(Editor's note: In an earlier version of this story, it was reported that the Fool owns shares of Best Buy. It does not own any Best Buy shares. The Fool apologizes for the error.)    

Bad days. We all have them; some of us deserve them. Here are five stocks whose naughty ways drew investors' scorn on Monday:


Closing Price

CAPS Rating (5 Max)

% Change

52-Week Range

Sycamore Networks (Nasdaq: SCMR)





RadioShack (NYSE: RSH)





Talbots (NYSE: TLB)





Travelzoo (Nasdaq: TZOO)





Microsoft (Nasdaq: MSFT)





Sources: The Wall Street Journal, Yahoo! Finance, Motley Fool CAPS.

Well, OK, we can't exactly call these stocks naughty. There are days when five-star winners and newsletter recommendations appear here. Today is one of those days.

But if you're an investor, you'll have plenty of bad days. The trick is to avoid dating -- or, worse, marrying -- your losers. That's why I listen when our 100,000-person-strong Motley Fool CAPS community of stock pickers speaks with a poor rating or a negative pitch. You should listen, too.

Thus, here is today's list of the worst stocks in the world.

We begin with Microsoft, which can't seem to decide whether it wants to be Microhoo.

Saturday, you see, was supposed to be "D-day" -- as in "deal day" -- for Microsoft and Yahoo! (Nasdaq: YHOO). Either work out a deal with us, CEO Steve Ballmer said in a terse note to Yahoo!'s board, or we'll be forced to launch a hostile bid.

So now that the deadline has passed, Mr. Softy is aggressively buying shares of Yahoo! and preparing for a proxy fight, right? Right?!? If only we knew.

Perhaps the Beatles were right: Love was an easy game for Microhoo to play in February. But now, May is nearly upon us. The flirting is old, the threats are empty, and no one's hired a wedding planner.

Come on, Mr. Softy. Your users loathe waffling as much as they hate Vista. Your shareholders like it even less.

Next up is RadioShack, which reported first-quarter earnings that beat estimates on both the top and bottom lines.

But in this case, a "beat" means "didn't implode by as much as analysts thought." Overall revenue declined 4.4%, and same-store sales -- a key indicator of retail success -- dropped 4%. Fewer people are buying less stuff, in other words.

Foolish colleague Ryan Fuhrmann says it best, I think, in a recent Fool article: "I would have to say that at this point it's caveat emptor for current and prospective shareholders, primarily because I can't see why shoppers would head to RadioShack over rivals like Best Buy, Wal-Mart  (NYSE: WMT), or even embattled Circuit City. These category killers sell a much wider array of goods, and many times at a more competitive price."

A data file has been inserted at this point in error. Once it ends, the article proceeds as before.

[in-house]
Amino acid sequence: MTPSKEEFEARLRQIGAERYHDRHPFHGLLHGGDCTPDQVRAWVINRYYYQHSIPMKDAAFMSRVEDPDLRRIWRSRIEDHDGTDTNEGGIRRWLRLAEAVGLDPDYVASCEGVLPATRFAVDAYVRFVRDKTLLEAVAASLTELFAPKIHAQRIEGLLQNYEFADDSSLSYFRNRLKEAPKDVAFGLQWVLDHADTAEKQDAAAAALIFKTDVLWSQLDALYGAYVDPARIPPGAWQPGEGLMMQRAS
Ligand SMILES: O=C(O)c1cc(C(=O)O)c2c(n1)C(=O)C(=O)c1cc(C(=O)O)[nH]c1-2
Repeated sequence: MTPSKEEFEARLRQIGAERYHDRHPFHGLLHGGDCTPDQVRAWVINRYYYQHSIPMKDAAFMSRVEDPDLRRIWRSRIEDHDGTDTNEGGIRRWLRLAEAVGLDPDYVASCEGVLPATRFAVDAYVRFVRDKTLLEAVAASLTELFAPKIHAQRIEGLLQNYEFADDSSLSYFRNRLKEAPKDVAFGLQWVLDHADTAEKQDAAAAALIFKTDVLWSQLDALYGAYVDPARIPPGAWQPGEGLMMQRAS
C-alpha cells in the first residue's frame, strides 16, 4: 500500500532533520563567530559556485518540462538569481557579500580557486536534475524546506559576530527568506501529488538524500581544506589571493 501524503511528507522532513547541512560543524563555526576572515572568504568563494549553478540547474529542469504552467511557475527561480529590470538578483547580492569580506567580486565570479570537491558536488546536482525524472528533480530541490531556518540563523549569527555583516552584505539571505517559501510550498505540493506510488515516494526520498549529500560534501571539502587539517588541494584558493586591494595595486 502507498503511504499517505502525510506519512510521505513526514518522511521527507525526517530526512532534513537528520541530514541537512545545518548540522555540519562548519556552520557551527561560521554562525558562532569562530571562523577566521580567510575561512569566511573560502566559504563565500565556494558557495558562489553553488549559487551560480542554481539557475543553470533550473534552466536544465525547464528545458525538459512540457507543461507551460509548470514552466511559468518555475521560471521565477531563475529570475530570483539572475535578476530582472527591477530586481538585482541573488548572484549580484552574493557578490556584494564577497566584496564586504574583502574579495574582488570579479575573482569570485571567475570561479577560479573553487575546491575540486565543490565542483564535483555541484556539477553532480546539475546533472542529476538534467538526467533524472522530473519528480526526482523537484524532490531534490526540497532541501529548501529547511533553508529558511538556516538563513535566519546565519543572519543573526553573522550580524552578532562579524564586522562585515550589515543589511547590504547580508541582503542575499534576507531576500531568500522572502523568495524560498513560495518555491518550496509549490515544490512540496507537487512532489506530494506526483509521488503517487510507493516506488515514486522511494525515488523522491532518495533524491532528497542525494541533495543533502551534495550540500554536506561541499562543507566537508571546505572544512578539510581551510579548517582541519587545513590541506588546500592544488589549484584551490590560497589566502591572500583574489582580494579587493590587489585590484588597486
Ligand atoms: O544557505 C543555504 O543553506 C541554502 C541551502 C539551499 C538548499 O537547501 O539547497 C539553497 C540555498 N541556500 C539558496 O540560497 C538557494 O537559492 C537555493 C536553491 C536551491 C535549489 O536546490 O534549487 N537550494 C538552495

Buy this stock, or take a poke in the eye with a sharp stick? I'll take the sharp stick, thanks. It'll hurt less.

But our winner is Sycamore Networks, which said on Monday that its third-quarter revenue would be roughly $21 million, resulting in a better than 50% year-over-year decline. A major customer apparently didn't order as much as executives had expected, Sycamore said in a company (under)statement.

Oh, don't look so surprised. Sycamore made it plain in its most recent 10-Q filing that its fortunes are tied to a very few patrons:

For the three months ended January 26, 2008, we had two customers who contributed 10% or more of our total revenue. ... We expect future revenue will continue to be highly concentrated in a relatively small number of customers. ... The loss of any one of these customers or any substantial reduction or delay in orders by any one of these customers could materially and adversely affect our business, financial condition and results of operations. [Emphasis added.]

Adversely affect? How about obliterate? Obviously, Sycamore's major customers account for far more than 10% of revenue on a rolling basis.

Sycamore Networks and its concentrated cadre of credit-crunched customers ... Monday's worst stock in the CAPS world.

Do you agree? Disagree? Let us know what you think by signing up for CAPS today. It's 100% free to participate.

I'll be back tomorrow with more stock horror stories.

Best Buy, Microsoft, and Wal-Mart are all Inside Value picks. Take a guest pass to the service to get 30 days of free, unfettered access to the team's research and recommendations. There's no obligation to subscribe.

Fool contributor and Rule Breakers writer Tim Beyers, who is ranked 12,433 out of more than 100,000 participants in CAPS, hopes that Keith Olbermann doesn't mind the blatant theft of his "Worst Person in the World" segment from Countdown. Remember, Keith, imitation is the sincerest form of flattery. Tim didn't own shares in any of the companies mentioned in this article at the time of publication. Best Buy is a Stock Advisor pick. The Fool's disclosure policy thinks cooked spinach is the worst veggie in the world.